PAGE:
I had a seasonal image pop in to my mind the other day, and it turned itself into a short story. I thought I’d share it here…
The people were looking around for the next distraction from their routines. On the breeze, they caught the scent of the Creature, and followed.
Earlier this year, I’d been thinking about how my sunflowers made me feel. I wrote about it and entered it into the Green Alphabet Writing Prize (a competition organised by the Flipside Festival, in conjunction with Friends of the Earth), and I found out I’d been longlisted! The idea was to take a letter of the alphabet, and write a poem or short piece of prose on an environmental theme. I chose ‘E’ for ‘Encounter’. Here it is:
[Images: floor mosaics at London’s National Gallery]
The Pope has just issued a call for a ‘revolution of tenderness’ in a surprise TED Talk. He calls on leaders to “connect [their] power with humility and tenderness”.
He goes on to say: “The future of humankind isn’t exclusively in the hands of politicians, of great leaders, of big companies. Yes, they do hold an enormous responsibility. But the future, is, most of all, in the hands of those people who recognize the other as a “you”, and themselves as part of an “us”. We all need each other.”
For a world so supposedly interconnected, we seem to be losing the language of tenderness, and of caring. The language of love. Part of the challenge the world faces today is a crisis of caring. We are losing our ability to care — for our neighbour, and so for our world.
In the next three weeks, I’m going to these three talks at the RSA in London:
1. Creating Freedom — filmmaker Raoul Martinez will tackle “economics, philosophy, politics, criminology, psychology and environmentalism, and shows that the more we understand how the world shapes us, the more effectively we can shape our world.”
2. Together Is Better — “global bestselling author and leadership guru Simon Sinek offers inspiration and advice for finding purpose and fulfilment in life and work through our connection with others.”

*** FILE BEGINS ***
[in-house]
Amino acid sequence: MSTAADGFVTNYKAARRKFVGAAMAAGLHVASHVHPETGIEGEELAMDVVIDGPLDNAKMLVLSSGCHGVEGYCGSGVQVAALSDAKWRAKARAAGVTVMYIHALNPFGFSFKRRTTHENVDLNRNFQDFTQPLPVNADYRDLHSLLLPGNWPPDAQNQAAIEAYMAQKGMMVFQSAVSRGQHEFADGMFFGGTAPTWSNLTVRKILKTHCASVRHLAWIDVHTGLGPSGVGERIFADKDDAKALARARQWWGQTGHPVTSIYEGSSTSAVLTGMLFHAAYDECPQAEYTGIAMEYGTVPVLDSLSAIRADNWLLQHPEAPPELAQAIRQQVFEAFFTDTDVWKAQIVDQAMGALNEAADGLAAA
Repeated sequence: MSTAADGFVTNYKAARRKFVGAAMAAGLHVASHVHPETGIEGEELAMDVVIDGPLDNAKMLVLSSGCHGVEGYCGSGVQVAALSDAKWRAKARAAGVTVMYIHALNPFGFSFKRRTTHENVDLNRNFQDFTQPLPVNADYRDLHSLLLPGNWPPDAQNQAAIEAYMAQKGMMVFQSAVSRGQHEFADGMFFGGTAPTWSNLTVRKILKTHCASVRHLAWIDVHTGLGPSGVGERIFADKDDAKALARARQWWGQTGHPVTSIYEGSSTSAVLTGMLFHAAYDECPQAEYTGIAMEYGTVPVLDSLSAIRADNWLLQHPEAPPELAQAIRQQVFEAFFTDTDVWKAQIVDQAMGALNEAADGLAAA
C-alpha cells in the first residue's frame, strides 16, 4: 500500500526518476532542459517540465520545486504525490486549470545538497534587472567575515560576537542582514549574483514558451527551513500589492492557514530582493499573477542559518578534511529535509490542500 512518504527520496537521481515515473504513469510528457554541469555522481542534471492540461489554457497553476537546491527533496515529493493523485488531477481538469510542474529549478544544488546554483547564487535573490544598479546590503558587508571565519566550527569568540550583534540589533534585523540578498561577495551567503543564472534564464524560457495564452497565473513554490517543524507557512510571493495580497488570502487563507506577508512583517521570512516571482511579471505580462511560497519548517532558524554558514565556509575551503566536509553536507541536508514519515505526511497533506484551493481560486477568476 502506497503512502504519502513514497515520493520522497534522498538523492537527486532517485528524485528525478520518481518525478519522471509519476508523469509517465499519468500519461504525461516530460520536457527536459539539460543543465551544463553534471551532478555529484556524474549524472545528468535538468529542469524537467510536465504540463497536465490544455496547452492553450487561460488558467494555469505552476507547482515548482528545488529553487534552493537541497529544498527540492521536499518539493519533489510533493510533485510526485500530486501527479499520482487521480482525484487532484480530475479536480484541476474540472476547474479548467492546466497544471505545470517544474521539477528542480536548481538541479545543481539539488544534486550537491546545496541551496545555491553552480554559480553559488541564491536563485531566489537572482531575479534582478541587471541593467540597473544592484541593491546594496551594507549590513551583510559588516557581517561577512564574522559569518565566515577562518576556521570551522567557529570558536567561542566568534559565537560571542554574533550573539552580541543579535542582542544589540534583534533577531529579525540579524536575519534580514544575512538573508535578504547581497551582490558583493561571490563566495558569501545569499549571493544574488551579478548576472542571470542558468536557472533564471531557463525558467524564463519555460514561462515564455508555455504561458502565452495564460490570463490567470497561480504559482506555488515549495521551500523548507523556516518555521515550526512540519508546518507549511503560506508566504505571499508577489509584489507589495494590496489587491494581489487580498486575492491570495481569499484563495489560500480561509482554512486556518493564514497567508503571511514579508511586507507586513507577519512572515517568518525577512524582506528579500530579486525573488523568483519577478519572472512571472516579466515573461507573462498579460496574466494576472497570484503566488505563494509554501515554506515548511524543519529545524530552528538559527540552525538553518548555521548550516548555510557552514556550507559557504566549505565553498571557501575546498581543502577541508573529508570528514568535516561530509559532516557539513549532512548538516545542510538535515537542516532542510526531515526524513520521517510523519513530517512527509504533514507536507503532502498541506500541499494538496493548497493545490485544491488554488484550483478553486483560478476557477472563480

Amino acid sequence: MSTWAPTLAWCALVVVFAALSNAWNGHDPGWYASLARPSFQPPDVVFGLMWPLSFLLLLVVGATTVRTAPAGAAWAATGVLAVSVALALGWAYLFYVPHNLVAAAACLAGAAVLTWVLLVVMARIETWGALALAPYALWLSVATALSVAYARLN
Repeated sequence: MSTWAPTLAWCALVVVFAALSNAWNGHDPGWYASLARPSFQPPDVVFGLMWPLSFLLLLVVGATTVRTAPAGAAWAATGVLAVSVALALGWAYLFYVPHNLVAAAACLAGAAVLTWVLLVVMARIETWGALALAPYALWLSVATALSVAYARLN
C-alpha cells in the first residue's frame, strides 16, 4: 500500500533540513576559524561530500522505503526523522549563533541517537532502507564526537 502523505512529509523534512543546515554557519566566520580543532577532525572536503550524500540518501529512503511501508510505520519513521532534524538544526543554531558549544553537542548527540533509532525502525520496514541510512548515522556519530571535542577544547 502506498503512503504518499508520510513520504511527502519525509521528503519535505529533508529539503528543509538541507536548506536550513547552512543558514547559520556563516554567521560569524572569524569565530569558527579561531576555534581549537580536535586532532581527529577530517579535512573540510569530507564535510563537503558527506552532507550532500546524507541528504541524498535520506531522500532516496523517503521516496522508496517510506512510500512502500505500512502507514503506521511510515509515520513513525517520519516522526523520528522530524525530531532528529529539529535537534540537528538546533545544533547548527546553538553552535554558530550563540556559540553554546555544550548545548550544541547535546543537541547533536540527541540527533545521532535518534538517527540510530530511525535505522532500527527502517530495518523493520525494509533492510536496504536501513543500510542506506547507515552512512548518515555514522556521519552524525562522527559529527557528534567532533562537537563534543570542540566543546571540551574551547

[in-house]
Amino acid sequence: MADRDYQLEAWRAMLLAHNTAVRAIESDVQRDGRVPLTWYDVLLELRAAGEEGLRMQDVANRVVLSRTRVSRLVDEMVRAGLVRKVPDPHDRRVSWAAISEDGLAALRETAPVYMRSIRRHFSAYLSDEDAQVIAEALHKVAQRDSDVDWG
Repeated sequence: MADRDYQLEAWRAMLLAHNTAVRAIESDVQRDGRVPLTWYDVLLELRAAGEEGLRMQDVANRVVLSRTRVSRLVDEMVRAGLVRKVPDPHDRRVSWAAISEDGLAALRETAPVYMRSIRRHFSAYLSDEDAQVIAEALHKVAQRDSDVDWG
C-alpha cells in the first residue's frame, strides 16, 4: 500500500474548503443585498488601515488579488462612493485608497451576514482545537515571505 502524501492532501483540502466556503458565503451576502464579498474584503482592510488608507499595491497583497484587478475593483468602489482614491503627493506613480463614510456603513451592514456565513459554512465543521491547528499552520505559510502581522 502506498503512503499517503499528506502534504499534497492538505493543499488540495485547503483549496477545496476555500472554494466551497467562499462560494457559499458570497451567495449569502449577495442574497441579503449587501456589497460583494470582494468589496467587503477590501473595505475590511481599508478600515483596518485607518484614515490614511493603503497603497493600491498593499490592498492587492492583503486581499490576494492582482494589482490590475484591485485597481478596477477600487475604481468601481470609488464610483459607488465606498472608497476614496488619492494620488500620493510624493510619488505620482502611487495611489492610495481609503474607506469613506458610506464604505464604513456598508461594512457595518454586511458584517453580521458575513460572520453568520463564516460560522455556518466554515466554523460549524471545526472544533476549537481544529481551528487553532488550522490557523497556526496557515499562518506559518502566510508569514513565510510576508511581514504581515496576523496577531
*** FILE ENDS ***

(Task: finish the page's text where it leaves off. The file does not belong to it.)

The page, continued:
3. The Power of Disorder to Transform our Lives — “renowned economist Tim Harford explains that embracing chaos and mess is the only way to be truly creative, innovative and resilient.”
I feel uncomfortable saying I am a ‘feminist’, although I agree with the fundamental premise of feminism, which according to the Cambridge English dictionary is “the belief that women should be allowed the same rights, power, and opportunities as men and be treated in the same way.”
Of course they should be. And of course, women in many parts of the world are appallingly still seen and treated like lesser beings. Women’s rights movements need to go full throttle until equality is achieved.
But that definition doesn’t go far enough. It focuses on external equality (which is important and should be a foundation), but it doesn’t touch what’s possible. I am more than a feminist. And I don’t hate men (in fact I know some men who are more supportive of women’s opportunities than some women I know are). So what’s beyond the feminism of external equality and power suits? And who do we need in these emerging global narratives?
Yesterday I was lucky enough to be in an audience at the RSA in London, watching Krista Tippett in conversation with Elizabeth Oldfield (who is Director of the think tank Theos).
Krista Tippett is a bit of a role model of mine. She’s a Peabody Award-winning broadcaster and New York Times best-selling author. In 2014, she received the National Humanities Medal from Barack Obama for “thoughtfully delving into the mysteries of human existence.”
Our world is speeding up.
Instant messaging. On-demand TV. Flash sales. Speed-dating. Market ‘crashes’. Productivity apps. Fast food. The acceleration of technology, coupled with our own inbuilt curiosity and bias toward convenience means that it’s easy to be drawn into this whirlwind without even realising.
How do we keep up? Should we keep up? What’s the impact of such fast living on our minds, bodies, relationships, thoughts, ambitions?
We exist in a time of discoveries, solutions and opportunities. But it’s hard to keep up. And the recent surge of engagement with practices like mindfulness, meditation, yoga and retreats says that something in our collective existence is trying to slow us down.
Once, I ran the Dublin marathon. It took me five hours, but I was embarrassed about that, so I said to most people that it took four. I didn’t train very hard and it was excruciating (my big toenails fell off). But I loved it.
So I’ll be watching the London marathon runners set off on Sunday, and a little bit of me will be wishing I were there (though with some more serious training under my belt…).
I recently read Richard Askwith’s exhilarating book, Running Free, and it reminded me how I love running. I’m not really sure whether it’s the idea of running I love (the fitness, the solitary strength, the time to think, the low cost, the opportunity to run through nature), or whether it’s the actual experience of running I like. Probably both. Either way, I run.